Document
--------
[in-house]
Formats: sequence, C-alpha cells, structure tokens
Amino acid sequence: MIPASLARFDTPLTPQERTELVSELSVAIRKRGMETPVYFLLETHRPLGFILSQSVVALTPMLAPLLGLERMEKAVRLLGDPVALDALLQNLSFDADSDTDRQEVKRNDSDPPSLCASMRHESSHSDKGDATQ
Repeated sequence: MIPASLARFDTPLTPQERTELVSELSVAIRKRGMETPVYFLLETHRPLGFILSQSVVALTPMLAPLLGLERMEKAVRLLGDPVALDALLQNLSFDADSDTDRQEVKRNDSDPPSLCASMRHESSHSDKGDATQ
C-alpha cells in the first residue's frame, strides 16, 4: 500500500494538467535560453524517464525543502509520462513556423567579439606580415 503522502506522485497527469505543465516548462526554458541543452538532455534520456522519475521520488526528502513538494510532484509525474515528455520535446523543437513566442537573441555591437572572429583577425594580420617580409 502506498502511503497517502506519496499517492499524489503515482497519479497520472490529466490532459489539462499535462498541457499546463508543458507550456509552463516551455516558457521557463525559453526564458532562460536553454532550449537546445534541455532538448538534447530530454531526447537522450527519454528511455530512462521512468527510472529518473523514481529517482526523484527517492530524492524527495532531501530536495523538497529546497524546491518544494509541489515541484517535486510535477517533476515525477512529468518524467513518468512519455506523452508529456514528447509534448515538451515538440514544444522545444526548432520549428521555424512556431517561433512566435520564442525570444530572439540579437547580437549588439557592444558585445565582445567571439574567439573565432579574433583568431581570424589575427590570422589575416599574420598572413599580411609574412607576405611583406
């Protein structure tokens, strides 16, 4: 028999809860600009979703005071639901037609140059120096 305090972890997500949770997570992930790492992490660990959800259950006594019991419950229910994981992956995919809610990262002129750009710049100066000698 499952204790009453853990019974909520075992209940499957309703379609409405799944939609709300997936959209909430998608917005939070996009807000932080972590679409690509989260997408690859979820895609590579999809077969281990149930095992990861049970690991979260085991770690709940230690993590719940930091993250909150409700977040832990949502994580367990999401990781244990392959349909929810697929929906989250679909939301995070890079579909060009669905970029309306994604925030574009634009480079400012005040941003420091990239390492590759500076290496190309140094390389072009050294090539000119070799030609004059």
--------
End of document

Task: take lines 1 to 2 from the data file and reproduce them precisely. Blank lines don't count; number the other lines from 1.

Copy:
[in-house]
Formats: sequence, C-alpha cells, structure tokens